Move to end population cap at Child Haven, emergency shelters criticized

Clark County’s emergency shelter for abused and neglected children saw its most recent population spike during spring break for local schools when it was housing up to 80 children, once again exceeding its state-licensed capacity of 70.

That comes at a time when state lawmakers are considering a bill that would eliminate Child Haven’s population cap. The shelter has experienced crowding problems in the past. In 2006, it sheltered as many as 164 children at a time.

Crowding then was so bad that young boys were sleeping in beds set up in Child Haven’s gym. After that, Child Haven began to operate as a state-licensed child care facility with a maximum capacity of 96.

Bill Grimm, senior attorney at the Oakland, Calif.,-based National Center for Youth Law, is familiar with Child Haven’s history and said the proposed bill is “a huge step backward for the safety of children in the state.”

“We could be back to the horrific days when too many children and too few staff were placed at the facility,” he said last week.

Senate Bill 49 would revise current law to include a definition of emergency shelters that classifies facilities like Child Haven as such, and not as a child care facility. The bill also calls for the licensing standards adopted for emergency shelters to “not limit the number of children who may be placed in an emergency shelter.” However, the standards “may provide for a ratio establishing the minimum number of staff-to-children that is based on age and any special needs of the children.”

The bill was amended and passed by the Senate Health and Human Services Committee on Friday and will now be referred to the Senate Finance Committee because of related fiscal issues.

If the state Legislature truly cares about the safety of children, the statute should be amended to read “shall limit the number of children at the emergency shelter and shall provide for a ratio,” Grimm said.

“It doesn’t limit the number of children … and it doesn’t even mandate that they come up with a ratio,” he said of SB 49. “It seems to me that you could end up with 150 children at Child Haven and one staff person for every 15 kids, and that would be acceptable under this.”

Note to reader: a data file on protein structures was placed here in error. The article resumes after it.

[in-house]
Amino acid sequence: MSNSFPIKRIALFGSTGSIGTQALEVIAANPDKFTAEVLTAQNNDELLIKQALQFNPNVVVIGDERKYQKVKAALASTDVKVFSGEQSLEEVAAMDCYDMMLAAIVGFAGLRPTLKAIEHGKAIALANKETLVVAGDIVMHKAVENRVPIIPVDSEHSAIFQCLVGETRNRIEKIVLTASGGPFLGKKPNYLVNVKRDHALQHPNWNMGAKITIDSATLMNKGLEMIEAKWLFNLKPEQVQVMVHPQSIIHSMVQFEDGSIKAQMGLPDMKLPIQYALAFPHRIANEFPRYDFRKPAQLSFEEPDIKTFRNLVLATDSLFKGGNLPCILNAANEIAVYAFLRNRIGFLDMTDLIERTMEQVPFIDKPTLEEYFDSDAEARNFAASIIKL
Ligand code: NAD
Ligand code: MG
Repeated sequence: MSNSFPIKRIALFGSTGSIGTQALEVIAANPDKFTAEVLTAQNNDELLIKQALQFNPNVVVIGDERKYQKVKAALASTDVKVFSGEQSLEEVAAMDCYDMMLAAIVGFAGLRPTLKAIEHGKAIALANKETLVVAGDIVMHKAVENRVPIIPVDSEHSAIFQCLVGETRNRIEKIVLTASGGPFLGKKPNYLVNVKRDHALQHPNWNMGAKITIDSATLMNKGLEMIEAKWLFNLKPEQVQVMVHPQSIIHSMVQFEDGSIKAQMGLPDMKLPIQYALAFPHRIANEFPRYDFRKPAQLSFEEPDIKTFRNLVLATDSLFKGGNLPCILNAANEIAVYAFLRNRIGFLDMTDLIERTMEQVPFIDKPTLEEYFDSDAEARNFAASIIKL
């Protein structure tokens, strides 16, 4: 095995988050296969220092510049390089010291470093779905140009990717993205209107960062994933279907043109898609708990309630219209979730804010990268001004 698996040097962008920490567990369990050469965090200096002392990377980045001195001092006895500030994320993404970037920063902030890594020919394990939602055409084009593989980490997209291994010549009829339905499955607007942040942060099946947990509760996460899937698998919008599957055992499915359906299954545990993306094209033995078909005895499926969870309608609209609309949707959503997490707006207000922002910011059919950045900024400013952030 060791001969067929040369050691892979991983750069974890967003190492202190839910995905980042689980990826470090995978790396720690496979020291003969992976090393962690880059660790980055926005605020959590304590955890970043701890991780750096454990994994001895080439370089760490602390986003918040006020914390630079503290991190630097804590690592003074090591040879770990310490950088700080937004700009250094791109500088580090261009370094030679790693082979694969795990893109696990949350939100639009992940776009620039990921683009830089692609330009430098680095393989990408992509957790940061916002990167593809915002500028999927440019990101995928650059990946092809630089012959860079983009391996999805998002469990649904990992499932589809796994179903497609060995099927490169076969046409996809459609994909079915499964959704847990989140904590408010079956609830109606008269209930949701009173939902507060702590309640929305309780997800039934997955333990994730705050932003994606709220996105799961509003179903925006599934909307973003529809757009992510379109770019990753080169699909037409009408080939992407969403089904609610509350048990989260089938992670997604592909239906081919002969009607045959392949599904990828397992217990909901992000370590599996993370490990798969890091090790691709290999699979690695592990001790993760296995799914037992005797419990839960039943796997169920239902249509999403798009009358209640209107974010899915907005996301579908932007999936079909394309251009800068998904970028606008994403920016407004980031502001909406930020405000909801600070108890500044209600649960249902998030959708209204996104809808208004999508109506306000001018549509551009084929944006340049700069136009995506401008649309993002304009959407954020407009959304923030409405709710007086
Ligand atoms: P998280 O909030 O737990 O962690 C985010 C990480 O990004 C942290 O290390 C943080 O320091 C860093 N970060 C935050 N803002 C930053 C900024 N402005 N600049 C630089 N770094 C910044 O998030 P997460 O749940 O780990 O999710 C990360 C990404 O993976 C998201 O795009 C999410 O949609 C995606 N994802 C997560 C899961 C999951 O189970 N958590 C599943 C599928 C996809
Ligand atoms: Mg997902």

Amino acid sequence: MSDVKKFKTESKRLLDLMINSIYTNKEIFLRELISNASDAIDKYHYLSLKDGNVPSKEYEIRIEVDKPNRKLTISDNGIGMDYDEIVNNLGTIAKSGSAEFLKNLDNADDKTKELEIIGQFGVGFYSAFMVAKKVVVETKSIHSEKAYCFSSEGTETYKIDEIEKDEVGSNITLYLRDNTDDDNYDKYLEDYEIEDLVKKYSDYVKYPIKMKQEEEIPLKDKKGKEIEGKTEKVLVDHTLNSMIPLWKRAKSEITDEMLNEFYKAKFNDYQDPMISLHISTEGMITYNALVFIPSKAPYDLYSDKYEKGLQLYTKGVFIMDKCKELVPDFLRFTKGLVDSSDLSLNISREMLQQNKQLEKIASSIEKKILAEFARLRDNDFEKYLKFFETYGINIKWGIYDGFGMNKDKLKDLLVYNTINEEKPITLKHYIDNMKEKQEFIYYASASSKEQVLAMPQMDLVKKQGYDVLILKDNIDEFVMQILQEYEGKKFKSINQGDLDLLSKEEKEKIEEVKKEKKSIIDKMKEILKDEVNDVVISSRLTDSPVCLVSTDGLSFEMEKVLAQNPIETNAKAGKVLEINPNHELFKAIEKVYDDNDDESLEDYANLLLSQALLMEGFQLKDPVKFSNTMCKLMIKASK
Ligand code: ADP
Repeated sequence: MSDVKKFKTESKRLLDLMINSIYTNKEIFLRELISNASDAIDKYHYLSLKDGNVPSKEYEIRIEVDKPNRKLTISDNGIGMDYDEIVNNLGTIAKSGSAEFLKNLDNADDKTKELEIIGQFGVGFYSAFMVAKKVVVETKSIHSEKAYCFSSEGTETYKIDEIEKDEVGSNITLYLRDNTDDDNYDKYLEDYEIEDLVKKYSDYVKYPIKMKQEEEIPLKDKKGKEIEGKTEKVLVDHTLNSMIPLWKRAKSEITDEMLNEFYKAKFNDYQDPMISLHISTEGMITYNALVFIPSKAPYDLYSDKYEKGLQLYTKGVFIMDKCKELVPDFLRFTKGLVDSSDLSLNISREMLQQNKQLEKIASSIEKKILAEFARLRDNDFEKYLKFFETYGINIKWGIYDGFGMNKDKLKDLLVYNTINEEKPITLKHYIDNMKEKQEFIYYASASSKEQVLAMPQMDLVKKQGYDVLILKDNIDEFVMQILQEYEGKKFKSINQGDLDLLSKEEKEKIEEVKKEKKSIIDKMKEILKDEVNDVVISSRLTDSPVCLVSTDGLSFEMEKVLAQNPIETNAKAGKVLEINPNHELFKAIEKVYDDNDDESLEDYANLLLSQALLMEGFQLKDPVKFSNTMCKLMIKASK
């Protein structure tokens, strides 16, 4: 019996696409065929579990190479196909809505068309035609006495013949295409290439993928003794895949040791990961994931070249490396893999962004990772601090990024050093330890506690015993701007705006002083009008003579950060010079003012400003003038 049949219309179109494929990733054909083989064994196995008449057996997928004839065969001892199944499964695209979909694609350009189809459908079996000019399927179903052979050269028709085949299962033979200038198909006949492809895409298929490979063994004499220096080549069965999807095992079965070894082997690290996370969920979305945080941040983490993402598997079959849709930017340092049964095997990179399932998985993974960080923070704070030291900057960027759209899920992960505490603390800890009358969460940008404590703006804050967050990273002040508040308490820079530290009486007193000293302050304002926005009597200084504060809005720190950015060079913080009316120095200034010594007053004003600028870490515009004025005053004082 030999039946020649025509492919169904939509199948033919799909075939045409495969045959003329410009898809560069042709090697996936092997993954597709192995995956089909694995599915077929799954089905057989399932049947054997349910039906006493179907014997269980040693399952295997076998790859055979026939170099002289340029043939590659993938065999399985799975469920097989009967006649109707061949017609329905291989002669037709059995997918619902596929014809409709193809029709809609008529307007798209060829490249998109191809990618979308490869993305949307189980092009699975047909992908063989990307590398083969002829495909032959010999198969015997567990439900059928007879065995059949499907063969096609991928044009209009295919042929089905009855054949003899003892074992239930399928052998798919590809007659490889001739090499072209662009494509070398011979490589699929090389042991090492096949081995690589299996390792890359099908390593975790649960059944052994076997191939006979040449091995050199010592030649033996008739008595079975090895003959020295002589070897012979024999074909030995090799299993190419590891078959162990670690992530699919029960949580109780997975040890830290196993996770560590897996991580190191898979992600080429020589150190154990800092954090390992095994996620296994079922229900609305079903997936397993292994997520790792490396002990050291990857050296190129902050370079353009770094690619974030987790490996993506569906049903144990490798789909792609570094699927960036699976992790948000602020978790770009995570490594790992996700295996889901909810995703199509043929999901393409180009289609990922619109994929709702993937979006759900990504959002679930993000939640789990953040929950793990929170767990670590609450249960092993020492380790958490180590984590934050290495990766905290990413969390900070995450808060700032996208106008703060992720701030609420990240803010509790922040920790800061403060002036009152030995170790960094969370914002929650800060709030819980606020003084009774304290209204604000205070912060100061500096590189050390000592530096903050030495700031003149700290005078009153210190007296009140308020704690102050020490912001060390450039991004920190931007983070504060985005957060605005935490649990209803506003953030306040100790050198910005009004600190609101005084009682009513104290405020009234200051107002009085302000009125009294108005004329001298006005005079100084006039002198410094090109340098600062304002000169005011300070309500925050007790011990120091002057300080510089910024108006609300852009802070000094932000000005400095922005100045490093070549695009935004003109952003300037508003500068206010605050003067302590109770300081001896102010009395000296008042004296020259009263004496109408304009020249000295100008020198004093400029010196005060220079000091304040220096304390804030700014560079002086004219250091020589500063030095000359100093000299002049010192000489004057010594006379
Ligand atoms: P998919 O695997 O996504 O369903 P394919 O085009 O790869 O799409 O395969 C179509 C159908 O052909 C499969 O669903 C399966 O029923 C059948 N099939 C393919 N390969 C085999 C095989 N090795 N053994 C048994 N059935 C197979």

Child care facilities are licensed by the state’s Division of Child Care Licensing and have maximum capacities.

The emergency shelter license would give Child Haven flexibility to operate, given that it cannot turn children away as child care facilities have the ability to do, said Clark County Assistant Manager Jeff Wells.

Several times last year, and most recently on March 30, Child Haven exceeded its state-licensed capacity. Spring break takes place the week before Easter, which was on April 5 this year.

Under the licensing structure for emergency shelters, the number of children could go up or down and employees wouldn’t have to question whether the shelter is in compliance with the license or not, Wells said.

“It just takes away that issue,” he contended last week.

The overcapacity issues happened several years ago and “this legislation is just part of our ongoing efforts to make Child Haven what it truly should be — a receiving shelter where we can do good triage,” Wells said.

Twenty-two of the 80 children at the shelter on March 30 were placed in a home within 24 hours, said Erik Pappa, spokesman for Clark County.

“It’s not designed to be a housing facility, it’s designed to be a transition facility,” Wells said. “The goal is always to move the children out as soon as we can.”

Denise Tanata Ashby, executive director for the Children’s Advocacy Alliance in Las Vegas, said she initially had concerns about eliminating the population cap, given past problems at Child Haven.

But her agency also recognizes the unique role Child Haven fills.

“If you do this, capacity could go up. We are not advocates of that, but also recognize the fact that the (Clark County Department of Family Services’ campus) can’t turn kids away,” she said.

The shelter would still have to follow fire code regulations, and during inspections, fire officials would determine the capacity for each of Child Haven’s buildings.

If the bill becomes law, Ashby’s agency will keep a close watch on what happens.

“I think it’s going to be imperative on the agency that they will have a number,” she said. “We are going to definitely follow the rule-making process to make sure those provisions are fair.”

State Sen. Joe Hardy, R-Boulder City, and chair of the Senate Health and Human Services Committee, which is sponsoring the bill that came out of Clark County, said the word “may’” in the bill when talking about ratios is not a “cop out,” but it’s rather indented to provide flexibility because the number of children in a shelter could change.

“I don’t think we are trying to get out of doing things,” he said.

Wells said the bill is a “straightforward piece of legislation.”

“We are just arguing that they had put us in the wrong (category) and that we belong in the emergency shelter (category),” he said.

Meanwhile, Child Haven might receive approval to increase its capacity soon. Donna McCafferty, program manager with the state’s Bureau of Health Care Quality and Compliance, said state officials are working with county officials to raise the capacity at Child Haven from 70 to 90.

The state anticipates giving approval for the capacity increase within the next two weeks, McCafferty said.

Review-Journal writer Sean Whaley contributed to this report.

Contact Yesenia Amaro at or 702-383-0440. Find her on Twitter:@YeseniaAmaro.

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